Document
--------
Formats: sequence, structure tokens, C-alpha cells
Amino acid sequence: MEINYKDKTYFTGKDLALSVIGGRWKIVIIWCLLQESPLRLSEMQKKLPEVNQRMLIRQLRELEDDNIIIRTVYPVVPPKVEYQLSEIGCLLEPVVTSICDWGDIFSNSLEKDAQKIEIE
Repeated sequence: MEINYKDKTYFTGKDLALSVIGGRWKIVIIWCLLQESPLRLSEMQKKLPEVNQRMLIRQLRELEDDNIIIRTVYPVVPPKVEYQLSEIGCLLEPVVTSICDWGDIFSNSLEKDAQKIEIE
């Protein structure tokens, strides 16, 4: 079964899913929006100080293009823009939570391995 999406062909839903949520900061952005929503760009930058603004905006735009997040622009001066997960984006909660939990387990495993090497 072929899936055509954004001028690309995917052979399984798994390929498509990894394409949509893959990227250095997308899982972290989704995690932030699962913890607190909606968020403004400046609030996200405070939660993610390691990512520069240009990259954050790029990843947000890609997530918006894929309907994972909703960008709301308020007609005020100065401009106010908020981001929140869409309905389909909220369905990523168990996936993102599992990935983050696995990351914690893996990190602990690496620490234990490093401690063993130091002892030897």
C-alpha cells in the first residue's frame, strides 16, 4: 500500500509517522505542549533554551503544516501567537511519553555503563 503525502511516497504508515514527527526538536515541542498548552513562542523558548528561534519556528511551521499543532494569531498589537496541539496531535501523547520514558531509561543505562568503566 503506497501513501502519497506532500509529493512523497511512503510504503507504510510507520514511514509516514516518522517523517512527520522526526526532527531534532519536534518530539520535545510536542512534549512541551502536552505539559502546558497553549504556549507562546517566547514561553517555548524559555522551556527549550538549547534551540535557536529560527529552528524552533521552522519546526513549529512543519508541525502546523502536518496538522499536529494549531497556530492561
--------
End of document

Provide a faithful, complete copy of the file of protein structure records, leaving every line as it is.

Formats: sequence, structure tokens, C-alpha cells
Amino acid sequence: MEINYKDKTYFTGKDLALSVIGGRWKIVIIWCLLQESPLRLSEMQKKLPEVNQRMLIRQLRELEDDNIIIRTVYPVVPPKVEYQLSEIGCLLEPVVTSICDWGDIFSNSLEKDAQKIEIE
Repeated sequence: MEINYKDKTYFTGKDLALSVIGGRWKIVIIWCLLQESPLRLSEMQKKLPEVNQRMLIRQLRELEDDNIIIRTVYPVVPPKVEYQLSEIGCLLEPVVTSICDWGDIFSNSLEKDAQKIEIE
């Protein structure tokens, strides 16, 4: 079964899913929006100080293009823009939570391995 999406062909839903949520900061952005929503760009930058603004905006735009997040622009001066997960984006909660939990387990495993090497 072929899936055509954004001028690309995917052979399984798994390929498509990894394409949509893959990227250095997308899982972290989704995690932030699962913890607190909606968020403004400046609030996200405070939660993610390691990512520069240009990259954050790029990843947000890609997530918006894929309907994972909703960008709301308020007609005020100065401009106010908020981001929140869409309905389909909220369905990523168990996936993102599992990935983050696995990351914690893996990190602990690496620490234990490093401690063993130091002892030897």
C-alpha cells in the first residue's frame, strides 16, 4: 500500500509517522505542549533554551503544516501567537511519553555503563 503525502511516497504508515514527527526538536515541542498548552513562542523558548528561534519556528511551521499543532494569531498589537496541539496531535501523547520514558531509561543505562568503566 503506497501513501502519497506532500509529493512523497511512503510504503507504510510507520514511514509516514516518522517523517512527520522526526526532527531534532519536534518530539520535545510536542512534549512541551502536552505539559502546558497553549504556549507562546517566547514561553517555548524559555522551556527549550538549547534551540535557536529560527529552528524552533521552522519546526513549529512543519508541525502546523502536518496538522499536529494549531497556530492561